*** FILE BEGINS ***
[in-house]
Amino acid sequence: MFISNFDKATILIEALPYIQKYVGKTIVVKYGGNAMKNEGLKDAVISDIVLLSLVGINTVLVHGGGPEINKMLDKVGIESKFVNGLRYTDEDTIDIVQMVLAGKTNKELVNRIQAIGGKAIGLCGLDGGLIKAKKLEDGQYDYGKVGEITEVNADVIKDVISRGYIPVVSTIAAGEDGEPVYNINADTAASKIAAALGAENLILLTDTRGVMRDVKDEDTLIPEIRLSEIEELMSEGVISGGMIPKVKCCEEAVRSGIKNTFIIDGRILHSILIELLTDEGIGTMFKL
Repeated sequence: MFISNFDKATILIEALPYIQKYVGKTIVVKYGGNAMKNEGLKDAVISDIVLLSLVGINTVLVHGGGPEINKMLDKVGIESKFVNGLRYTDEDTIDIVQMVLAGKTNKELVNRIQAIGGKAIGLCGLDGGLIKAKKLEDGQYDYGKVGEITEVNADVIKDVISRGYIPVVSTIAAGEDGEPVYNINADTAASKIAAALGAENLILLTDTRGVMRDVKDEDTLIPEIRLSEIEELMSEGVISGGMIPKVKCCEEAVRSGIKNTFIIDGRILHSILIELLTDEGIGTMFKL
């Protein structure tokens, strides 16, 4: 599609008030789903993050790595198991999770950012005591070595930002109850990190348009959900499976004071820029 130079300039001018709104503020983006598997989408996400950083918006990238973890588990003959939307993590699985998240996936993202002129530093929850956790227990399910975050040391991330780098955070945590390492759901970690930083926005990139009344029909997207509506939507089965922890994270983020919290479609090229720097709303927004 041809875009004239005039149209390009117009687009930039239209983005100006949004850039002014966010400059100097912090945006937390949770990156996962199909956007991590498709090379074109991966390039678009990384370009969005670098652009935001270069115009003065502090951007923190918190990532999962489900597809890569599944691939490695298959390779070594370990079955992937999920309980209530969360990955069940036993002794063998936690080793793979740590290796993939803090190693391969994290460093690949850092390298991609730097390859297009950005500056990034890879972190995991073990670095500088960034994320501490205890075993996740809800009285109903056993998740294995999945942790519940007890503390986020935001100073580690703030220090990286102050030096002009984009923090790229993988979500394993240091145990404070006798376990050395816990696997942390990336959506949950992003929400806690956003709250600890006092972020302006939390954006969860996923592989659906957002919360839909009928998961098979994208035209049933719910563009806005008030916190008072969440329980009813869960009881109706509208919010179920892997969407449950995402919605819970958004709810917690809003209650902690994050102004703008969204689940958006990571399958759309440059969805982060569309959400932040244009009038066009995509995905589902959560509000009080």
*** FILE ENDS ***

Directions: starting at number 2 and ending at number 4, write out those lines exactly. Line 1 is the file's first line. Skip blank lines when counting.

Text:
Amino acid sequence: MFISNFDKATILIEALPYIQKYVGKTIVVKYGGNAMKNEGLKDAVISDIVLLSLVGINTVLVHGGGPEINKMLDKVGIESKFVNGLRYTDEDTIDIVQMVLAGKTNKELVNRIQAIGGKAIGLCGLDGGLIKAKKLEDGQYDYGKVGEITEVNADVIKDVISRGYIPVVSTIAAGEDGEPVYNINADTAASKIAAALGAENLILLTDTRGVMRDVKDEDTLIPEIRLSEIEELMSEGVISGGMIPKVKCCEEAVRSGIKNTFIIDGRILHSILIELLTDEGIGTMFKL
Repeated sequence: MFISNFDKATILIEALPYIQKYVGKTIVVKYGGNAMKNEGLKDAVISDIVLLSLVGINTVLVHGGGPEINKMLDKVGIESKFVNGLRYTDEDTIDIVQMVLAGKTNKELVNRIQAIGGKAIGLCGLDGGLIKAKKLEDGQYDYGKVGEITEVNADVIKDVISRGYIPVVSTIAAGEDGEPVYNINADTAASKIAAALGAENLILLTDTRGVMRDVKDEDTLIPEIRLSEIEELMSEGVISGGMIPKVKCCEEAVRSGIKNTFIIDGRILHSILIELLTDEGIGTMFKL
């Protein structure tokens, strides 16, 4: 599609008030789903993050790595198991999770950012005591070595930002109850990190348009959900499976004071820029 130079300039001018709104503020983006598997989408996400950083918006990238973890588990003959939307993590699985998240996936993202002129530093929850956790227990399910975050040391991330780098955070945590390492759901970690930083926005990139009344029909997207509506939507089965922890994270983020919290479609090229720097709303927004 041809875009004239005039149209390009117009687009930039239209983005100006949004850039002014966010400059100097912090945006937390949770990156996962199909956007991590498709090379074109991966390039678009990384370009969005670098652009935001270069115009003065502090951007923190918190990532999962489900597809890569599944691939490695298959390779070594370990079955992937999920309980209530969360990955069940036993002794063998936690080793793979740590290796993939803090190693391969994290460093690949850092390298991609730097390859297009950005500056990034890879972190995991073990670095500088960034994320501490205890075993996740809800009285109903056993998740294995999945942790519940007890503390986020935001100073580690703030220090990286102050030096002009984009923090790229993988979500394993240091145990404070006798376990050395816990696997942390990336959506949950992003929400806690956003709250600890006092972020302006939390954006969860996923592989659906957002919360839909009928998961098979994208035209049933719910563009806005008030916190008072969440329980009813869960009881109706509208919010179920892997969407449950995402919605819970958004709810917690809003209650902690994050102004703008969204689940958006990571399958759309440059969805982060569309959400932040244009009038066009995509995905589902959560509000009080």